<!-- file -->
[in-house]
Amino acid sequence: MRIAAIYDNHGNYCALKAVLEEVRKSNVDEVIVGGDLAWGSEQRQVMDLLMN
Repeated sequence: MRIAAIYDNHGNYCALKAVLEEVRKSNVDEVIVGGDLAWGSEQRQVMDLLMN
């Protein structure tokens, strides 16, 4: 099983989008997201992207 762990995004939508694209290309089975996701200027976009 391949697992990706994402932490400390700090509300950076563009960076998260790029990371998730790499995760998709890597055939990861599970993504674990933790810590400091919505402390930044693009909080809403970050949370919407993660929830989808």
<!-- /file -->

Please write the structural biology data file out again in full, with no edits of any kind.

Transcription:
[in-house]
Amino acid sequence: MRIAAIYDNHGNYCALKAVLEEVRKSNVDEVIVGGDLAWGSEQRQVMDLLMN
Repeated sequence: MRIAAIYDNHGNYCALKAVLEEVRKSNVDEVIVGGDLAWGSEQRQVMDLLMN
């Protein structure tokens, strides 16, 4: 099983989008997201992207 762990995004939508694209290309089975996701200027976009 391949697992990706994402932490400390700090509300950076563009960076998260790029990371998730790499995760998709890597055939990861599970993504674990933790810590400091919505402390930044693009909080809403970050949370919407993660929830989808």